I am fortunate enough to have visited, and fallen in love with, Rome. It isn’t called The Eternal City for nothing; it’s layers upon layers of history, untold secrets still hiding underneath every building that stands there, where every turn could lead you to something ancient. The Pantheon is my favourite example, as you walk along twisty streets until suddenly, you stand in a plaza with an architectural feat looming above you. Actually magical. So worth a visit, and I find myself often longing for a repeat so I can walk those streets again.
Anyway, huge history nerd that I am, I couldn’t resist SPQR for long. When I don’t know much about a time period, one of my favourite ways to get into it is by reading a mammoth work of history first, then narrowing down into areas that specifically interest me. I feel like everyone must know bits and pieces about Rome, but putting it together in a coherent story is what’s beyond me. Mary Beard’s colossal new work on Rome is probably one of the best of this type that I’ve read. It focuses on just ancient Rome, and of course when I say “just”, it fails to encompass the enormous amount of information that Beard had to draw upon and cover, as parts of this period in history are better documented than others. It looks the period from the rise of Rome, and examines those founding myths, up to the republic and then the rise of imperial Rome, ending in 212 AD.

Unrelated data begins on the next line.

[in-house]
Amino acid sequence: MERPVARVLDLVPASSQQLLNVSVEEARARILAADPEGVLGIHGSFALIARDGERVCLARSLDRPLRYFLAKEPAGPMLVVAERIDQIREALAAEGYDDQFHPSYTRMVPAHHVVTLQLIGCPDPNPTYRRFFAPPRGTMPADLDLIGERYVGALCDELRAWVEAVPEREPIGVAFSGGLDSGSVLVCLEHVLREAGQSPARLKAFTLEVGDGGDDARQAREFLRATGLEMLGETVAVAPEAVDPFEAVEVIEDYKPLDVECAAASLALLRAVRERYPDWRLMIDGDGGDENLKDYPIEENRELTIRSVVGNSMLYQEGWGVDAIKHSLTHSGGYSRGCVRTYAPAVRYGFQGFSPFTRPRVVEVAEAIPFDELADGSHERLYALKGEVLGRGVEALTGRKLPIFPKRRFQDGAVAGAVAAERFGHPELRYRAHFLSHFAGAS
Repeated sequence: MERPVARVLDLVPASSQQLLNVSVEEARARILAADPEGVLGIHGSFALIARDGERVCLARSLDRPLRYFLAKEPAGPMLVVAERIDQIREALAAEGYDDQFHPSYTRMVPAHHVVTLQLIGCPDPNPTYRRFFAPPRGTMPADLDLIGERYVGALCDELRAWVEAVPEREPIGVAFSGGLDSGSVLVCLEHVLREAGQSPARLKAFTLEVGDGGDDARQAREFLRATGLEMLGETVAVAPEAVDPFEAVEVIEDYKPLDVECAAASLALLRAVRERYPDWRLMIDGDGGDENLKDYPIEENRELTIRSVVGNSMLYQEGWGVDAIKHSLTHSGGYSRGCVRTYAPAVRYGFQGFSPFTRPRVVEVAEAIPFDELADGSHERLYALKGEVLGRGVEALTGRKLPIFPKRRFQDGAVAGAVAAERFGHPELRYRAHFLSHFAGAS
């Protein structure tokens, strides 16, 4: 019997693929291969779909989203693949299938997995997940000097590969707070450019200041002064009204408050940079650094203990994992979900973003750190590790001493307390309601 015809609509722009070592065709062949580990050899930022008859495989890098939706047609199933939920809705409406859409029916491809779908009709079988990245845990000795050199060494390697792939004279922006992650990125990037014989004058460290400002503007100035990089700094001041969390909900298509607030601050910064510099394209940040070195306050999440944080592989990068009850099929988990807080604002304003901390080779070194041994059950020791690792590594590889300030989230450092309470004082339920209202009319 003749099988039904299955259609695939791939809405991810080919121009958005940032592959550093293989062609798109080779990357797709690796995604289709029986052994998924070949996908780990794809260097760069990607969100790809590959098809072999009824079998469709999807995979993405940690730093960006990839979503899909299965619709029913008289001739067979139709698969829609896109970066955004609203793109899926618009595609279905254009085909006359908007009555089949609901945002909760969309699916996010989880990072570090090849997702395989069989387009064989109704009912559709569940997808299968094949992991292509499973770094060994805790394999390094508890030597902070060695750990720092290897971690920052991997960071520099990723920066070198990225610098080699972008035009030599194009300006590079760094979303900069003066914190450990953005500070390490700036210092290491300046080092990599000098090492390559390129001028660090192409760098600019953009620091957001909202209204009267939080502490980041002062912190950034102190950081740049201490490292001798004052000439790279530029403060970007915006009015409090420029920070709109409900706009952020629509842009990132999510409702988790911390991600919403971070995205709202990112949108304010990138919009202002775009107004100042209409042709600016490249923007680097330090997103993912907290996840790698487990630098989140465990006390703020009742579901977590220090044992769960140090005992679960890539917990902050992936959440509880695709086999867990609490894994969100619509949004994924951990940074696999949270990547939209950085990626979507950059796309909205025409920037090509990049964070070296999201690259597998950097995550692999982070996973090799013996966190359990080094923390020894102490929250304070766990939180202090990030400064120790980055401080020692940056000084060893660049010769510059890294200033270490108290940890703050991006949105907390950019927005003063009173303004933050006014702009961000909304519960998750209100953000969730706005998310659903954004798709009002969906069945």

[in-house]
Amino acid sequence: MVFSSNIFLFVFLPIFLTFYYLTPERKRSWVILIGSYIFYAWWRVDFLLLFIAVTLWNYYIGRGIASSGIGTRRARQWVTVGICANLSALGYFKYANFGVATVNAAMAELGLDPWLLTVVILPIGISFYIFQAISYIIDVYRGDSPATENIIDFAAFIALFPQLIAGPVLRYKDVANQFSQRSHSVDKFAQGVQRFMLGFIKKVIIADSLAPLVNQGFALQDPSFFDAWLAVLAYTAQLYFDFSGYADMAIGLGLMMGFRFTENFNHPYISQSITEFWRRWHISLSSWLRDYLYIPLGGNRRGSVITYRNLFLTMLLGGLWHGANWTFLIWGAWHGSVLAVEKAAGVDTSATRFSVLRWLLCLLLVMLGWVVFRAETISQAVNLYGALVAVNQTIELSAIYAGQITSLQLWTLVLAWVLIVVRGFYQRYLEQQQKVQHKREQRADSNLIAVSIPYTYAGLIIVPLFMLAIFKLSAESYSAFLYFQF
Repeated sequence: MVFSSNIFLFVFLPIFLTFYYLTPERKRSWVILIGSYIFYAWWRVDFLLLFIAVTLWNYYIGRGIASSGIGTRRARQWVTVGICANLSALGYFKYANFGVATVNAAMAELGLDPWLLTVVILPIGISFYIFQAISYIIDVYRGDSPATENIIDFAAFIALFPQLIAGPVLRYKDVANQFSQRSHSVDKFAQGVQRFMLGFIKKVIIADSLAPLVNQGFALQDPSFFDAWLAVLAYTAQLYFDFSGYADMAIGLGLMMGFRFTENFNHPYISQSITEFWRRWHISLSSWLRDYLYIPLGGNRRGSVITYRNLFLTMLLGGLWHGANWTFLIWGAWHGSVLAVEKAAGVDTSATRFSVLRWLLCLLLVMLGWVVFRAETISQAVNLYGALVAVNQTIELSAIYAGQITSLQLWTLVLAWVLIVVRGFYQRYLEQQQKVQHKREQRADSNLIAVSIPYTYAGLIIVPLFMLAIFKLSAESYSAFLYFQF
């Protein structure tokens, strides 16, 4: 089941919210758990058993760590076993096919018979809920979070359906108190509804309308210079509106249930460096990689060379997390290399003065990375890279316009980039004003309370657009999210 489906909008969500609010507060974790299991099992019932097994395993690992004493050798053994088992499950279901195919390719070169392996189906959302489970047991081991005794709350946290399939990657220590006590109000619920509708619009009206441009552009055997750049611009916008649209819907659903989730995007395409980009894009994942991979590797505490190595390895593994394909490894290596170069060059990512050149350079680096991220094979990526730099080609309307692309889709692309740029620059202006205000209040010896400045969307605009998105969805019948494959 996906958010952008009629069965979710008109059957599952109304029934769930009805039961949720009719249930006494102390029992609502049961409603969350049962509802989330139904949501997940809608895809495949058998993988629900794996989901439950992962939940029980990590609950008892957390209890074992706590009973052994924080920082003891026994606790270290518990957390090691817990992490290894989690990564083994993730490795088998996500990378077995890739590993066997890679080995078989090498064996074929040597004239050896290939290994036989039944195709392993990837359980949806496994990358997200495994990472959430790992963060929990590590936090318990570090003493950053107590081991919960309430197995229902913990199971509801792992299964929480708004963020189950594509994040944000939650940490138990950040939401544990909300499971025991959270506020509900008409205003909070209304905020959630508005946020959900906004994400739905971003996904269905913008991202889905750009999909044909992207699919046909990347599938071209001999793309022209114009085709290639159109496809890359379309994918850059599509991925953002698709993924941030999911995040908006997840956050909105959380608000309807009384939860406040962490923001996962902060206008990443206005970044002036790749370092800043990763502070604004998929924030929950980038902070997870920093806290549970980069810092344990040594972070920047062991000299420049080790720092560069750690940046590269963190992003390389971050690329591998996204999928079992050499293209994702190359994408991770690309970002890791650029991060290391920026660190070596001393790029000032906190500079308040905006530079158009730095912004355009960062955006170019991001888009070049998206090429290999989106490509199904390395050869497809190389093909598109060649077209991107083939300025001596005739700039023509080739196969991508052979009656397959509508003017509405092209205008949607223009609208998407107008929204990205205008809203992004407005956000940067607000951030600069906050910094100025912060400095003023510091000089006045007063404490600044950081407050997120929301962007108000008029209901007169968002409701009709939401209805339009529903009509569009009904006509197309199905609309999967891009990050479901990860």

Beard looks at the history of ancient Rome in three ways; first, by drawing upon sources and telling us what happened, then by questioning what “traditional” sources and later interpretations have told us, and finally by analysing how people outside fame and records might have lived. I love this approach because it’s still narratively interesting, taking us mostly chronologically through Roman history, but it questions and toys with the sources that exist rather than presenting history as fact. History isn’t fact, and it shouldn’t be presented as such; so much of what we have especially in this period comes from a single source somewhere, and often a biased one, and which has been changed and misinterpreted as time goes by. Too much popular history (that I’ve read, anyway) simply tells a narrative without thinking about the sources behind that narrative and whether we can trust them or not. Beard clears away these cobwebs, as much as she can anyway, and gives us a great picture of what the republic of Rome might have been like. She’s impartial, she’s clear, she’s compelling, whether she’s discussing Nero or women in Rome or terrorism (because yes, Romans had terrorism too).
This is absolutely a book I’d recommend to anyone who is seeking to learn a little bit more about this period in history.